Idaho's 2nd Congressional District elections, 2014
November 4, 2014
May 20, 2014
Michael K. Simpson
Idaho is one of 21 states with a mixed primary system. Parties decide who may vote. The Democratic Party allows unaffiliated voters to vote in their primary. The Republican Party allows only voters registered with their party. Unaffiliated voters can choose to affiliate with a party on election day, but they will be bound to that party at the next election as well.
Heading into the election the incumbent is Mike Simpson (R), who was first elected in 1998.
Idaho's 2nd Congressional District encompasses eastern Idaho and the Magic Valley region of the state and other outlying areas, as well as a small portion of the Boise Metropolitan Area, including two-thirds of the city of Boise itself. Other major cities in the district include Idaho Falls, Pocatello, Twin Falls and Rexburg.
Note: Prior to the signature filing deadline, candidates will be added when Ballotpedia writers come across declared candidates. If you see a name of a candidate who is missing, please email us and we will add that name. As the election draws closer, more information will be added to this page.General election candidates
May 20, 2014, primary results
Politico published a list in August 2013 of the five primaries to watch in 2014. Idaho's 2nd congressional district was included on the list. Mike Simpson (R), a close ally of House Speaker John Boehner, is facing what some are calling his most serious race since he was first elected to the House in 1998.
“Idaho’s 2nd Congressional District is turning into a proxy war for the middle-right of the Republican Party and the right-right of the Republican Party,” said Phil Hardy, an Idaho Republican operative and a political analyst in the state. “It’s already happening.”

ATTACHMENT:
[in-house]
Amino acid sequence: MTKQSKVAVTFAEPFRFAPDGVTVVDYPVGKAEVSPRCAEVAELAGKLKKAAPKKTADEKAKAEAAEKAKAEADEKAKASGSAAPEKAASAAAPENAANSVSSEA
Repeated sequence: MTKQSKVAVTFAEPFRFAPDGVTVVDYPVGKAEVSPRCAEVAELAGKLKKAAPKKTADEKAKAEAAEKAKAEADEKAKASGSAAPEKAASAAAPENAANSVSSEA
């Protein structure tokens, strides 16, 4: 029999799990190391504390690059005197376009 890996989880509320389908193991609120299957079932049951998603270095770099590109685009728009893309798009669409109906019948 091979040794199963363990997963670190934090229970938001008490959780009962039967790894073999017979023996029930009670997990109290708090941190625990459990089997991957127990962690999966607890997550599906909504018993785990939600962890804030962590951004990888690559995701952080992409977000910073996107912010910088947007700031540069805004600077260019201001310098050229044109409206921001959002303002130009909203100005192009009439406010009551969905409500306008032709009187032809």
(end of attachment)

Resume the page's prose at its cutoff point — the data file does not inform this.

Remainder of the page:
Attorney Bryan Smith, who has the backing of the anti-tax Club for Growth and RedState founder Erick Erickson, is portraying the incumbent as insufficiently conservative and soft on spending issues. Smith also has the backing of Rod Beck, a former state senator and an influential GOP activist in the state.
Simpson, however, is taking the race seriously, raking in an impressive $306,000 during the second quarter. Smith, meanwhile, suffered an early setback when The Associated Press published a report last week that he had been using a donor’s private airplane to fly to campaign events.
The two colleagues also have abandoned plans to raise campaign money together. In June 2013, a joint political action committee, the Simpson-Labrador Victory Fund, was shut down after two years. "It just never panned out," Simpson said. The PAC, which raised no money, was closed by Labrador's treasurer, Cordell Chigbrow.
Sharp and personal differences became public in January 2013, when Simpson blasted Labrador for leading a tea party faction that attempted to overthrow House Speaker John Boehner. The effort was prompted by Boehner's support of ending Bush-era breaks on the top 2 percent of taxpayers.
Simpson called Labrador, who received a vote for speaker from Rep. Justin Amash, "irresponsible" and said he had "substantially lost credibility." Labrador replied that Simpson was a "bully" and an "old-school legislator who went to Washington, D.C., to compromise."
American Chemistry Council's August 2013 ad, "Support for Rep. Mike Simpson (R-ID)"
The American Chemistry Council (ACC), a Washington, D.C.-based group headed up by former California Democratic Rep. Cal Dooley began running a TV advertisement praising Mike Simpson, who is "working to protect and create jobs" and whose top priority is to "cut government to grow our economy."